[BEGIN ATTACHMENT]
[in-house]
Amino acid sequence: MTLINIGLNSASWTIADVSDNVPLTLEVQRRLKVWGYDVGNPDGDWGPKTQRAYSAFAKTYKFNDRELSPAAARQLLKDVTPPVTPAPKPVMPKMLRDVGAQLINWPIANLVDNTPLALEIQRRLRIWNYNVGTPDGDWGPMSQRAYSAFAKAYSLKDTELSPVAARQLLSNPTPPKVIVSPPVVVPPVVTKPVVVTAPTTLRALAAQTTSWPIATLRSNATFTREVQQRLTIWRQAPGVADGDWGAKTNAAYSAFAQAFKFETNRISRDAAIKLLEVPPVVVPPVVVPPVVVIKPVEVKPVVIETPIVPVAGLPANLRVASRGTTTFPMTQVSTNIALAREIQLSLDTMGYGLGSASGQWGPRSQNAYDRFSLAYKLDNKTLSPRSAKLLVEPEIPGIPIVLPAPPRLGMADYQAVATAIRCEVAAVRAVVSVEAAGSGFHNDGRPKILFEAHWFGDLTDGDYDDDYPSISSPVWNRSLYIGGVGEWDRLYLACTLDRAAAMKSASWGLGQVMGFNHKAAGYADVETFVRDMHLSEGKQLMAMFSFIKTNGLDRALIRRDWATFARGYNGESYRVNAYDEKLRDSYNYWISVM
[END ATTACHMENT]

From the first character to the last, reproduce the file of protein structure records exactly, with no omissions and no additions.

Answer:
[in-house]
Amino acid sequence: MTLINIGLNSASWTIADVSDNVPLTLEVQRRLKVWGYDVGNPDGDWGPKTQRAYSAFAKTYKFNDRELSPAAARQLLKDVTPPVTPAPKPVMPKMLRDVGAQLINWPIANLVDNTPLALEIQRRLRIWNYNVGTPDGDWGPMSQRAYSAFAKAYSLKDTELSPVAARQLLSNPTPPKVIVSPPVVVPPVVTKPVVVTAPTTLRALAAQTTSWPIATLRSNATFTREVQQRLTIWRQAPGVADGDWGAKTNAAYSAFAQAFKFETNRISRDAAIKLLEVPPVVVPPVVVPPVVVIKPVEVKPVVIETPIVPVAGLPANLRVASRGTTTFPMTQVSTNIALAREIQLSLDTMGYGLGSASGQWGPRSQNAYDRFSLAYKLDNKTLSPRSAKLLVEPEIPGIPIVLPAPPRLGMADYQAVATAIRCEVAAVRAVVSVEAAGSGFHNDGRPKILFEAHWFGDLTDGDYDDDYPSISSPVWNRSLYIGGVGEWDRLYLACTLDRAAAMKSASWGLGQVMGFNHKAAGYADVETFVRDMHLSEGKQLMAMFSFIKTNGLDRALIRRDWATFARGYNGESYRVNAYDEKLRDSYNYWISVM